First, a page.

The Doctor: I walked away from the Last Great Time War. I marked the passing of the Time Lords. I saw the birth of the universe and I watched as time ran out, moment by moment, until nothing remained. No time. No space. Just me! I've walked in universes where the laws of physics were devised by the mind of a MAD MAN! I've watched universes freeze and creations burn. I have seen things you wouldn't believe! I have lost things you will NEVER understand! And I know things. Secrets that must never be told. Knowledge that must never be spoken. Knowledge that will make parasite gods blaze. SO COME ON THEN! TAKE IT! TAKE IT ALL, BABY! HAVE IT! YOU HAVE IT ALL!
    • In Time Heist, the Teller apparently feeds on the guilt of other living beings.
  • On Dollhouse, "The Attic" is a simulation which forces people to constantly fight horrible terrors, which are actually computer problems which the people are using their neural and emotional energy to solve.
  • Barbas in Charmed is the demon of fear, and feeds on the greatest fear of his victims. Hilariously, his Mirror Universe Good Counterpart is the demon of hope.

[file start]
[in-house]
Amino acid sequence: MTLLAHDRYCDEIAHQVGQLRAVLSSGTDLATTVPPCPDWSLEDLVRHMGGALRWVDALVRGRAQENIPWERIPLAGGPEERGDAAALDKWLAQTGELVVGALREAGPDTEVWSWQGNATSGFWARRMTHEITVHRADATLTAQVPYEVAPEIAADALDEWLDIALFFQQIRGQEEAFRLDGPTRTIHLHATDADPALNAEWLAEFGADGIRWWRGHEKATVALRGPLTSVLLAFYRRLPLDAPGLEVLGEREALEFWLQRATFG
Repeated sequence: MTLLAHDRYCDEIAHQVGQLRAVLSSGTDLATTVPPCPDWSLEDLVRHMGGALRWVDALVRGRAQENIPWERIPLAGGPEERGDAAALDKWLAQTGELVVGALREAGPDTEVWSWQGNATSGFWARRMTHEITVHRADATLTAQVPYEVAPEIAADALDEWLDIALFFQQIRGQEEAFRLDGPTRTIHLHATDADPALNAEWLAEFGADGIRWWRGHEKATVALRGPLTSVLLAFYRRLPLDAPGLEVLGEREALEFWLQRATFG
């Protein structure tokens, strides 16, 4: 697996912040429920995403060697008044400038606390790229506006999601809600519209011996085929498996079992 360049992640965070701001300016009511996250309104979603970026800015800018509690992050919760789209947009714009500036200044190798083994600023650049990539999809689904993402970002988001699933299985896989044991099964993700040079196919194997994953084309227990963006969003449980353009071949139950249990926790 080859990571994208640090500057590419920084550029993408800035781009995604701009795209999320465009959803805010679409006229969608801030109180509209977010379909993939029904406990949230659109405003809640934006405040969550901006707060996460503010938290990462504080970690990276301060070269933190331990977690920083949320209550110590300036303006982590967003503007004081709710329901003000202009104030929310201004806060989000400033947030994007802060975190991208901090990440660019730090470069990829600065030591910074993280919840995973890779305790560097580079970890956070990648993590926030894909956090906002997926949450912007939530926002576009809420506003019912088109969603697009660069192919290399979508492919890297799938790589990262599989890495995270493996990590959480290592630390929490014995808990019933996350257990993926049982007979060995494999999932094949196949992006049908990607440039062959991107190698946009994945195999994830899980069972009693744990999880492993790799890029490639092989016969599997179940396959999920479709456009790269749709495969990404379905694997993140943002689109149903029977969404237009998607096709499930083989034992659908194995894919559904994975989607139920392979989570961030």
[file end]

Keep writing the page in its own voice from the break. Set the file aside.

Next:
• Teen Wolf: The Nogitsune feeds on chaos, strife and pain.
  • Cloak & Dagger (2018): Tandy has the power to see the hopes of anyone she touches. She eventually discovers she can also consume their hopes, gaining all those positive feelings for herself and leaving them angry and depressed. They seem to recover within a day or so, but it is still not portrayed as a good thing, and in fact is shown to directly parallel Tandy's drug abuse. Presumably Tyrone (who can see fears) could do something similar, though there is no reason he would want to.
  • The Rowdy Three from Dirk Gently's Holistic Detective Agency feed on human fear and distress. Mostly they rile up such emotions by smashing stuff up and making a ruckus in public.

  • The Nine Inch Nails song "The Collector" is about one of these.
  • Rammstein's "Mein Herz Brennt" is about a character feeding on the tears of children.


     Tabletop Games 
  • Old World of Darkness
    • In Wraith: The Oblivion, all wraiths have a number of ruling "Passions" that define their drives in life and in death. They can draw "Pathos" (the game's unit of Mana) from humans who are exhibiting the emotional state that underlies said Passion; the stronger the Passion, the more energy they can potentially draw.
    • Similarly, in Demon: The Fallen, demons gain their power through human faith. They most often gain capital-F Faith by revealing their true forms to humans, either benevolently or... otherwise.
  • New World of Darkness: